Saudi Arabia factfile
The Cradle of Islam
al-Mukarramah – “Makkah the Honoured” was the birthplace of the Prophet Muhammad in 570, and
it was here that the Qu’uran, the holy book, was first revealed to him forty years later.
For the world’s billion Muslims, the western region of the Kingdom of Saudi Arabia is the home of Islam’s
two holiest cities; Makkah and Medinah. Five times a day, Muslims around the world turn to face Makkah to pray.
Today’s King Fahd ibn ‘Abdulaziz adopted as his official title “Custodian of the Two Holy
Mosques” to reflect the serious responsibilities involved in taking care of these holy sites. The central
position of Makkah in Islamic history and pilgrimage means it is truly the centre of the Muslim world.
The revelations of God to the Prophet Muhammad were inscribed in the Qu’uran, which is written in classical
Arabic. Islam means ‘submission’ to Allah. It is regarded as the last of the revealed religions
and Muhammad is the last prophet. The holy book contains the Five Pillars of Islam which every Muslim accepts
as his duties, and sets forth the concept of an ideal Muslim community.
pilgrimage to Makkah, known as the Hajj, is devoutly performed by more than 2,000,000 Muslims every year. Hajj
means worshipping Allah by performing set rituals, over a period of four days. It is a time of great religious
intensity for the pilgrims. On completion of the Hajj, a pilgrim will be known by the title ‘Haji’,
inserted in front of his name.
In addition to the Hajj, hundreds of thousands of Muslims come to perform ‘umrah’, the lesser
pilgrimage which involves several of the same rituals as the Hajj. As many as a million worshippers also attend
nightly prayers in in the holy month of Ramadan when Muslims fast from dawn to dusk.
Makkah’s Sacred Mosque surrounds the Ka’ba, an empty, cube-shaped structure some 15 metres tall,
which is draped in a gold-embroidered black silk cloth called the Kiswah. According to the Qu’uran the
first Ka’ba was built by the Prophet Ibrahim (Abraham) and his son Isma’il (Ishmael) as a place
of worship for the one true God. Pilgrims walk around the Ka’ba seven times as part of the ritual of the
As Ibrahim’s wife, Hajar ran frantically between the small hills of al-Safa and al-Marwa searching for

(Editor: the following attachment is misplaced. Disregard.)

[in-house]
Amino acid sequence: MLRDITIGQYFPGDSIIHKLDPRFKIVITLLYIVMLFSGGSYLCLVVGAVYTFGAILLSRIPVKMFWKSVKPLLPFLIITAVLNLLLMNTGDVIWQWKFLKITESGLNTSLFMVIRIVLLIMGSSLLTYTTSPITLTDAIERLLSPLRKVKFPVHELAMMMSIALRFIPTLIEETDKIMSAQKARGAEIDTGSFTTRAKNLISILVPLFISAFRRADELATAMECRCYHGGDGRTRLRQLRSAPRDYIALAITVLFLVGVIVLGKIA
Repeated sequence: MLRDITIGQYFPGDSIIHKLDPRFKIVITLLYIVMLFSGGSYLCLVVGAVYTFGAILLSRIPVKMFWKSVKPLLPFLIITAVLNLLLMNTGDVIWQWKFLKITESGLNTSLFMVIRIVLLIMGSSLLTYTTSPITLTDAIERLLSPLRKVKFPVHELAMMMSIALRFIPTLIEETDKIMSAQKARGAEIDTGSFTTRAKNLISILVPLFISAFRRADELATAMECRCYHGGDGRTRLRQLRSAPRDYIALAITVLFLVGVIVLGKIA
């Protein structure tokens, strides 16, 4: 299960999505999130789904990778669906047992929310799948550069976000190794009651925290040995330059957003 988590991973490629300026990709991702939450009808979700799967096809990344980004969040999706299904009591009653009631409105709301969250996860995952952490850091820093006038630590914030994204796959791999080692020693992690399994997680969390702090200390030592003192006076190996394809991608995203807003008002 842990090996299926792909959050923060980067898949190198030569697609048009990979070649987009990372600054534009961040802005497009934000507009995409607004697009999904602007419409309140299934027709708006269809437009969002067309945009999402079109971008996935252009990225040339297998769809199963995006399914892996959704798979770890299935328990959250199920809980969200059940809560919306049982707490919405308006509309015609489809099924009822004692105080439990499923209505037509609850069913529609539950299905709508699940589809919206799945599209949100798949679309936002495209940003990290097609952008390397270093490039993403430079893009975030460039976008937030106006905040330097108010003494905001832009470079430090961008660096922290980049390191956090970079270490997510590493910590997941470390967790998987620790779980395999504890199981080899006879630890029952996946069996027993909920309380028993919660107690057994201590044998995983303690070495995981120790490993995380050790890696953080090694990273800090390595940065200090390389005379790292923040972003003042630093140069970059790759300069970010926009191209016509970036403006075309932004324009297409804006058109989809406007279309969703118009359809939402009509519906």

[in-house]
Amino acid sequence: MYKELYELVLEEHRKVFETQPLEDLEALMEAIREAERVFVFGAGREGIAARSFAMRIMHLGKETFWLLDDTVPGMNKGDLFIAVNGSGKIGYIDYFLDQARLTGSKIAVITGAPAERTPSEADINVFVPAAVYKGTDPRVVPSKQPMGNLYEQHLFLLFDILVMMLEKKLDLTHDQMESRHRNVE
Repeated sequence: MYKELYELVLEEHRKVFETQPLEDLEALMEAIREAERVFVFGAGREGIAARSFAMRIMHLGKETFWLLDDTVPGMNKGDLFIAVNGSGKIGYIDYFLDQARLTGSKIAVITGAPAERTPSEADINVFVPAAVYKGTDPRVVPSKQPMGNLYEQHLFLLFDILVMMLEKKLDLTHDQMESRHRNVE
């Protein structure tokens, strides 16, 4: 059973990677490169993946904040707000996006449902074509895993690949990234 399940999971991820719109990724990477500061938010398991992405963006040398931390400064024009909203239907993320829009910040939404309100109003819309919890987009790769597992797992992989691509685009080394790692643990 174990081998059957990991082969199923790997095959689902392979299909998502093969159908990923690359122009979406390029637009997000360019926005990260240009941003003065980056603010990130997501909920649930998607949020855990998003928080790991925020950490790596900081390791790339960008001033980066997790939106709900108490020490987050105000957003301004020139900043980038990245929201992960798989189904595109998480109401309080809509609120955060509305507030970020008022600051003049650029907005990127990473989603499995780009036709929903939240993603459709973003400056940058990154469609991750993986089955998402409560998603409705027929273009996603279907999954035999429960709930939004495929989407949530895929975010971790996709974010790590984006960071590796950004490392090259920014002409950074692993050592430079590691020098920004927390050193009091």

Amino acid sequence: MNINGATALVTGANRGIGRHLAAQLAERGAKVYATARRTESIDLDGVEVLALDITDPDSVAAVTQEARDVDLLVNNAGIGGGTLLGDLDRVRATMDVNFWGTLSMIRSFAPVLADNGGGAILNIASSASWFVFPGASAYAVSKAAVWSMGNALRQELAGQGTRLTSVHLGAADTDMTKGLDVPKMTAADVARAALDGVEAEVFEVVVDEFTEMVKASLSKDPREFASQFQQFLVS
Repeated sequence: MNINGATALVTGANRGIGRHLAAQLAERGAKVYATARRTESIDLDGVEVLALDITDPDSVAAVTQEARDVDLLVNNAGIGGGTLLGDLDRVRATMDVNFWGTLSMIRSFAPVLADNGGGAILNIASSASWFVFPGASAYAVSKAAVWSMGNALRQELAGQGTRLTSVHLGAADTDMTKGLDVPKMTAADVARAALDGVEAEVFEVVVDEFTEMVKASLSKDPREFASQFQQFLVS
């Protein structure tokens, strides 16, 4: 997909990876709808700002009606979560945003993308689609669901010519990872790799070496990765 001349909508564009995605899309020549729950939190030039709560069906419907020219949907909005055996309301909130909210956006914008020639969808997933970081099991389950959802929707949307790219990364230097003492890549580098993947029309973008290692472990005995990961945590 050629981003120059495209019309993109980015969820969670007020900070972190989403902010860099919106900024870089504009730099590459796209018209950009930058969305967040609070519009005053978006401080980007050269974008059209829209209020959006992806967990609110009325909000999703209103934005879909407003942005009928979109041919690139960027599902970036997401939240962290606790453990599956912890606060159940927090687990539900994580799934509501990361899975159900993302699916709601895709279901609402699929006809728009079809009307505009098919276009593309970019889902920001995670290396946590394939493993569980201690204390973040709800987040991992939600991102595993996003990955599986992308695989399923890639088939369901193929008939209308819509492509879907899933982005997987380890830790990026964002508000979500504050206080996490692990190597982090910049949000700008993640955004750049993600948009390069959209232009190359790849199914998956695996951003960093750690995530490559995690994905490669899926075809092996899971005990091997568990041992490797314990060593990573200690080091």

water for her ailing son Isma’il, an angel appeared and brought forth what is known today as the Well
of Zamzam. The well is incorporated into the Sacred Mosque. Within ten years of the Prophet’s death the
area around the Ka’ba and the Well of Zamzam was already developing as a holy site.
the 10th century the Sacred Mosque covered an area of some 27,000 square metres. Since air travel has made it
easier for pilgrims to flock to Makkah from all over the world the site has been greatly expanded to accommodate
them. In 1955 King Fahd, son and successor of King Abdulaziz, ordered the first expansion of the Sacred Mosque
in more than 1,000 years. It now encompasses 356,000 square metres.
The complex also houses one of the world’s largest air-conditioning
plants to cope with temperatures topping 40°C, and special heat-resistant
marble tiles cover the floor. Zamzam water is cooled and sterilized
for drinking with ultra-violet light. Escalators zoom 15,000 people
an hour to the rooftop prayer areas. Seven minarets, 89 metres high,
call the faithful to prayer.
Makkah itself has been developed with up-to-date facilities, medical services and housing to cope with the
largest regular human migration on earth. The responsibilities involved in taking care of its pilgrims in the
modern world have been taken very seriously indeed.
city of Medinah lies 450 kilometres north of Makkah and is Islam’s
second most holy site. Originally called Yathrib, it provided a
safe shelter to the Prophet Muhammad and his small group of followers
when they fled from their persecutors in Makkah in 622. Their flight
is known by the name hijarah. The Muslim calendar starts from this
date. The Prophet received further revelations from God in Medinah,
and it was here that he built the first mosque of Islam. When he
died in 632 his remains were buried within the building, constructed
of palm logs and mud bricks.
Today the Prophet’s Mosque has been expanded to accommodate 2,000,000 worshippers. The weekly Friday
prayers are broadcast via satellite around the globe. The mosque has 10 minarets, each of which are 105 metres
high, and a series of 27 domes, capable of being electronically opened and closed. Over a dozen awnings shelter
worshippers from the hot sun.
Following the death of the Prophet Muhammad, Islam continued to expand as a religious and political force and
today there are approximately 1.2 billion Muslims worldwide.
To find out more
about Islam, take a look at:
Source of reference: Aramco World Jan/Feb 1999
Photographs courtesy of Peter Sanders.